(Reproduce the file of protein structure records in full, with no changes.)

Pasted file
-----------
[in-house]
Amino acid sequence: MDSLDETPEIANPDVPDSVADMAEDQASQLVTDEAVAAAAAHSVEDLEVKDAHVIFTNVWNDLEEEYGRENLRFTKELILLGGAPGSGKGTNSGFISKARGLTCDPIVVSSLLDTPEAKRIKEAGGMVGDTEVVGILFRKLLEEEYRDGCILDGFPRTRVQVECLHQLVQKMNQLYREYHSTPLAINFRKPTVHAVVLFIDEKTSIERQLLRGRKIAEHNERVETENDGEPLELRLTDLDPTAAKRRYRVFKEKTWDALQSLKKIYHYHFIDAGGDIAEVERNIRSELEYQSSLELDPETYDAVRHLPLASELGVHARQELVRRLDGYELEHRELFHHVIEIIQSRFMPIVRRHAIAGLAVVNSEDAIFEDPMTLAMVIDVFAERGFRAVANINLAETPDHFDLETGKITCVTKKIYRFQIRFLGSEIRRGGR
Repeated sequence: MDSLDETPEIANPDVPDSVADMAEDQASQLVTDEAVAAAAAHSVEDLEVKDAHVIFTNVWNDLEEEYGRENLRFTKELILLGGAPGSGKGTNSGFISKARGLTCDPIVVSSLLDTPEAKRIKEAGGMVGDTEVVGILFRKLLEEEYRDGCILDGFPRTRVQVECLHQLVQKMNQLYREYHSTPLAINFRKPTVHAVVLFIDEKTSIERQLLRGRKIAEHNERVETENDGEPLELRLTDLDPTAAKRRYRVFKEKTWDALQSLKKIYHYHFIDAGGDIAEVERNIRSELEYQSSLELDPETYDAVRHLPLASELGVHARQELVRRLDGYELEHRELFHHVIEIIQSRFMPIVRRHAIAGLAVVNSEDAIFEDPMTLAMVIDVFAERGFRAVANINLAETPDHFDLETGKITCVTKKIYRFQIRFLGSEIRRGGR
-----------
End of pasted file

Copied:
[in-house]
Amino acid sequence: MDSLDETPEIANPDVPDSVADMAEDQASQLVTDEAVAAAAAHSVEDLEVKDAHVIFTNVWNDLEEEYGRENLRFTKELILLGGAPGSGKGTNSGFISKARGLTCDPIVVSSLLDTPEAKRIKEAGGMVGDTEVVGILFRKLLEEEYRDGCILDGFPRTRVQVECLHQLVQKMNQLYREYHSTPLAINFRKPTVHAVVLFIDEKTSIERQLLRGRKIAEHNERVETENDGEPLELRLTDLDPTAAKRRYRVFKEKTWDALQSLKKIYHYHFIDAGGDIAEVERNIRSELEYQSSLELDPETYDAVRHLPLASELGVHARQELVRRLDGYELEHRELFHHVIEIIQSRFMPIVRRHAIAGLAVVNSEDAIFEDPMTLAMVIDVFAERGFRAVANINLAETPDHFDLETGKITCVTKKIYRFQIRFLGSEIRRGGR
Repeated sequence: MDSLDETPEIANPDVPDSVADMAEDQASQLVTDEAVAAAAAHSVEDLEVKDAHVIFTNVWNDLEEEYGRENLRFTKELILLGGAPGSGKGTNSGFISKARGLTCDPIVVSSLLDTPEAKRIKEAGGMVGDTEVVGILFRKLLEEEYRDGCILDGFPRTRVQVECLHQLVQKMNQLYREYHSTPLAINFRKPTVHAVVLFIDEKTSIERQLLRGRKIAEHNERVETENDGEPLELRLTDLDPTAAKRRYRVFKEKTWDALQSLKKIYHYHFIDAGGDIAEVERNIRSELEYQSSLELDPETYDAVRHLPLASELGVHARQELVRRLDGYELEHRELFHHVIEIIQSRFMPIVRRHAIAGLAVVNSEDAIFEDPMTLAMVIDVFAERGFRAVANINLAETPDHFDLETGKITCVTKKIYRFQIRFLGSEIRRGGR